An airline ground
Unknown is how he learned to fly craft he crashed
agent stole a turboprop plane in Seattle and led fighter jets on a wild chase before his fatal crash into a small isle in Puget Sound, officials say.
“This is probably jail time for life, huh?” — Audio recording of the man who stole a plane on Friday night from Sea-Tac International Airport
OLYMPIA, Wash. — Investigators are trying to figure out how an airline ground agent working his regular shift stole an empty Horizon Air turboprop plane, took off from Sea-Tac International Airport and fatally crashed into a small island in the Puget Sound after being chased by military jets that were quickly scrambled to intercept the aircraft.
Officials said Saturday that the man was a 3 1⁄2-year Horizon employee who had clearance to be among aircraft, but that to their knowledge, he wasn’t a licensed pilot. The 29-yearold man used a machine called a pushback tractor to first maneuver the aircraft so he could board and then take off Friday evening, authorities added.
Authorities have not yet publicly identified the man, but The Associated Press reported Saturday that he was Richard Russell, a baggage handler for Horizon Air.
It’s unclear how he attained the skills to do loops in the aircraft before crashing about an hour after taking off into a small island in the Puget Sound, authorities said. He crashed nearly an hour after the plane was taken from a maintenance area, though officials said that it did not appear that the fighter jets were involved in the crash of the aircraft.
In a news release Saturday, the North American Aerospace Defense Command said two F-15C alert aircraft were scrambled from Portland, Ore., but did not fire upon the plane.
At a news conference in Seattle-Tacoma International Airport, officials from Alaska Airlines and Horizon Air said that they are working with authorities as they investigate what happened.
“Last night’s event is going to push us to learn what we can from this tragedy so that we can ensure this does not happen again at Alaska Air Group or at any other airline,” said Brad Tilden, CEO of Alaska Airlines.
The bizarre incident involving a worker who authorities said was suicidal points to one of the biggest potential perils for commercial air travel: airline or airport employees causing mayhem.
“The greatest threat we have to aviation is the insider threat,” said Erroll Southers, a former FBI agent and transportation security expert. “Here we have an employee who was vetted to the level to have access to the aircraft and had a skill set proficient enough to take off with that plane.”
Seattle FBI agent in charge Jay Tabb Jr. cautioned that the investigation would take a lot of time, and details, including the employee’s name, would not be released right away.
Dozens of personnel were out at the crash site, and co-workers and family members were being interviewed, he said.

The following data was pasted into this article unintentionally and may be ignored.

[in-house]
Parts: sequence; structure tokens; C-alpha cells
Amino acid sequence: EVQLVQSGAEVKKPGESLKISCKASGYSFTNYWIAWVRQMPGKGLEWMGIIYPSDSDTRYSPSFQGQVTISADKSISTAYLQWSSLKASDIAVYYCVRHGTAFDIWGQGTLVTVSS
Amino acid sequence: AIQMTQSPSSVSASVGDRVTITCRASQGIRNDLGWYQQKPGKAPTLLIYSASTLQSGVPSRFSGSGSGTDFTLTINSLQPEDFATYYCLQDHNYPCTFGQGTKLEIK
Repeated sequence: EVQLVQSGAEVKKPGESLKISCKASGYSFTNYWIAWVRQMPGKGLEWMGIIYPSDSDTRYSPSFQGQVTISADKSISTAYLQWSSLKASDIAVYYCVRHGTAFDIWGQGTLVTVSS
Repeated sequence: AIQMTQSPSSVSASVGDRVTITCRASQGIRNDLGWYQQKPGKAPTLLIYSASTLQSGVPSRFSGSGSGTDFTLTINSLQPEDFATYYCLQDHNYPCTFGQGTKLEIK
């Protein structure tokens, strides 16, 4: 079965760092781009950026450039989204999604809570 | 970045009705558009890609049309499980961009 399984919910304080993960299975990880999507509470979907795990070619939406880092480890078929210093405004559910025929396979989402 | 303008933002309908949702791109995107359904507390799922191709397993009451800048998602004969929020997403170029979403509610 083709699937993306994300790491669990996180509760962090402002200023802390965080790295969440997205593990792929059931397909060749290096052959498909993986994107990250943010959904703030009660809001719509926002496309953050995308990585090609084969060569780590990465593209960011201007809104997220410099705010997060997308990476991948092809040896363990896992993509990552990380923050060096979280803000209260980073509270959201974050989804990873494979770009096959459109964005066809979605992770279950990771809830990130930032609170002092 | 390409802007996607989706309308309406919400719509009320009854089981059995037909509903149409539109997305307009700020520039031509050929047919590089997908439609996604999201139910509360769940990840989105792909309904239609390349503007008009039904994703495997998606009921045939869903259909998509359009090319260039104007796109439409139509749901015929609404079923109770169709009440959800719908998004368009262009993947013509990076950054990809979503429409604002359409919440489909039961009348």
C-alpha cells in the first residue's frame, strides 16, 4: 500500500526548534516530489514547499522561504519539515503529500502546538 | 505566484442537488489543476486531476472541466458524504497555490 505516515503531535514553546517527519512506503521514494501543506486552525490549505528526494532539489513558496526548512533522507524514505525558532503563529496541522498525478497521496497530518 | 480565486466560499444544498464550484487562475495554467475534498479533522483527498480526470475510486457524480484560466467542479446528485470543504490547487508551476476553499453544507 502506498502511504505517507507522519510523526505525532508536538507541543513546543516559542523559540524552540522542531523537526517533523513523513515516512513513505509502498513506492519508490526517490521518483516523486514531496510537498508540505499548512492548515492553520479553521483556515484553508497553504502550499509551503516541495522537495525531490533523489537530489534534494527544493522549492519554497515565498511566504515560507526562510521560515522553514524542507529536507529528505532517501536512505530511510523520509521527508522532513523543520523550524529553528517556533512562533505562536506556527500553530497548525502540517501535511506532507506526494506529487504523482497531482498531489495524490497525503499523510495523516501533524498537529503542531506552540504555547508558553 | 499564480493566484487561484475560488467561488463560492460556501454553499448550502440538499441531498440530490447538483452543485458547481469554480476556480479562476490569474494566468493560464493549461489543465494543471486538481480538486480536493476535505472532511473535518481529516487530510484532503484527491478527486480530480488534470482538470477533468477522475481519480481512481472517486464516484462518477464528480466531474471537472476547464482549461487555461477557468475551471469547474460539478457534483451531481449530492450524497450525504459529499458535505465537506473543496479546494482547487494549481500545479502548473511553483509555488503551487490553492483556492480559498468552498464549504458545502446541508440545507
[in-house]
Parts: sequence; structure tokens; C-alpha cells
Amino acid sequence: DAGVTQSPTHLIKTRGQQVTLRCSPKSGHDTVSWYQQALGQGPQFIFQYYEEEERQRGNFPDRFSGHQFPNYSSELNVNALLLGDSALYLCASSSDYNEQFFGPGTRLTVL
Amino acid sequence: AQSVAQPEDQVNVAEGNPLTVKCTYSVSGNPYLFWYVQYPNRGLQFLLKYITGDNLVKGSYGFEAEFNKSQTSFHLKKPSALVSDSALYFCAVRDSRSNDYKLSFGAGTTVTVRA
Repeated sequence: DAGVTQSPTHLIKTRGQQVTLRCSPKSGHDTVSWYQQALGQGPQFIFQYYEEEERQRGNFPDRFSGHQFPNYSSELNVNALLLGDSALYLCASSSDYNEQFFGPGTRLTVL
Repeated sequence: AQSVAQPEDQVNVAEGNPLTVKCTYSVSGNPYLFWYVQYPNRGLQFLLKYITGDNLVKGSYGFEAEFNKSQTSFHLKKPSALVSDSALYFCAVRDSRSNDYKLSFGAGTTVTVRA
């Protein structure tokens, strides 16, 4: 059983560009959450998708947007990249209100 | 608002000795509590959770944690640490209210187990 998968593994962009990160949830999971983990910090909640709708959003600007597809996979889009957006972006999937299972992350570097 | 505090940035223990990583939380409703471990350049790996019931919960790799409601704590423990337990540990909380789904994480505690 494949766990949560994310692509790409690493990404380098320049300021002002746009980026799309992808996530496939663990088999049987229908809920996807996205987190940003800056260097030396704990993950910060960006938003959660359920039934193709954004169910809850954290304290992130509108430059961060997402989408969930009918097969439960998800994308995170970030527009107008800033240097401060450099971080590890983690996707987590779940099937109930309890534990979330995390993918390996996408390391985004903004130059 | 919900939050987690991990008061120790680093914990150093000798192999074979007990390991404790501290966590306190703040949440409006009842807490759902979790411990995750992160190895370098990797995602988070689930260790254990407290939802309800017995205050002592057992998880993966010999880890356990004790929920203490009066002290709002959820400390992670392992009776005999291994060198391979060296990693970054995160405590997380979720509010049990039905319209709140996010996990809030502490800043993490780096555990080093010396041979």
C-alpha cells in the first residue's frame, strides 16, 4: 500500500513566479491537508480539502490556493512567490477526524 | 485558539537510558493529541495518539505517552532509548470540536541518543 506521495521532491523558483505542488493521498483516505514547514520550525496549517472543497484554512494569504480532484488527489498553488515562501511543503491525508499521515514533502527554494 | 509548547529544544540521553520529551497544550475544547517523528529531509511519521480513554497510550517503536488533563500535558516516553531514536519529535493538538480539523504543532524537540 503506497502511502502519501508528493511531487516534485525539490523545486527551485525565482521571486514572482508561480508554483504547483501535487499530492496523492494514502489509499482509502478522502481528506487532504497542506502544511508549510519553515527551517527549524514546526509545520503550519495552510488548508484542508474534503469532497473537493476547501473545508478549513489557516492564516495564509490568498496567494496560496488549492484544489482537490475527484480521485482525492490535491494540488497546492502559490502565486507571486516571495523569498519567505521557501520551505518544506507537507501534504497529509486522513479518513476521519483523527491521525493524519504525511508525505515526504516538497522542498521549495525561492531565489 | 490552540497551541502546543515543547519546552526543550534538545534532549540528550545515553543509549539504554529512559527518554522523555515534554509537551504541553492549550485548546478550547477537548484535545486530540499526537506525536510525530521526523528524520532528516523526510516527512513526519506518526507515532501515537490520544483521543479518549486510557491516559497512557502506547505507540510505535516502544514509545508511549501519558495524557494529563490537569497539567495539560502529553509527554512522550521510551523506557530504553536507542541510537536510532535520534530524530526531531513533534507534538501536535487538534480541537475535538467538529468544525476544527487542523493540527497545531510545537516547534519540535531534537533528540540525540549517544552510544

There was no connection to terrorism, said Ed Troyer, a spokesman for the sheriff ’s department.
Video showed the Horizon Air Q400 with no passengers aboard doing large loops and other maneuvers as the sun set on Puget Sound. There were no passengers aboard.
Authorities initially said the man believed to be Russell was a mechanic, but Alaska Airlines later said he was a ground service agent employed by Horizon. Those employees direct aircraft for takeoff and gate approach and de-ice planes, as well as handle baggage.
Gary Beck, CEO of Horizon Air, said it wasn’t clear how the man knew to start the engine, which requires a series of switches and levers.
Sheriff ’s department officials said they were working to conduct a background investigation on the Pierce County resident.
The aircraft was stolen about 8 p.m.
Alaska Airlines said it was in a “maintenance position” and not scheduled for a passenger flight. Horizon Air is part of Alaska Air Group and flies shorter routes throughout the U.S. West. The Q400 has 76 seats.
The man could be heard on audio recordings telling air traffic controllers that he is “just a broken guy.” An air traffic controller called the man “Rich,” and tried to convince him to land.
“There is a runway just off to your right side in about a mile,” the controller says, referring to an airfield at Joint Base Lewis-McChord.
“Oh man. Those guys will rough me up if I try and land there,” the man responded, later adding “This is probably jail time for life, huh?”
Later the man said: “I’ve got a lot of people that care about me. It’s going to disappoint them to hear that I did this Just a broken guy, got a few screws loose, I guess.”
The turboprop plane, stolen by a baggage handler, crashed Friday night on this site on Ketron Island in Washington state after being chased by two F-15C military jets.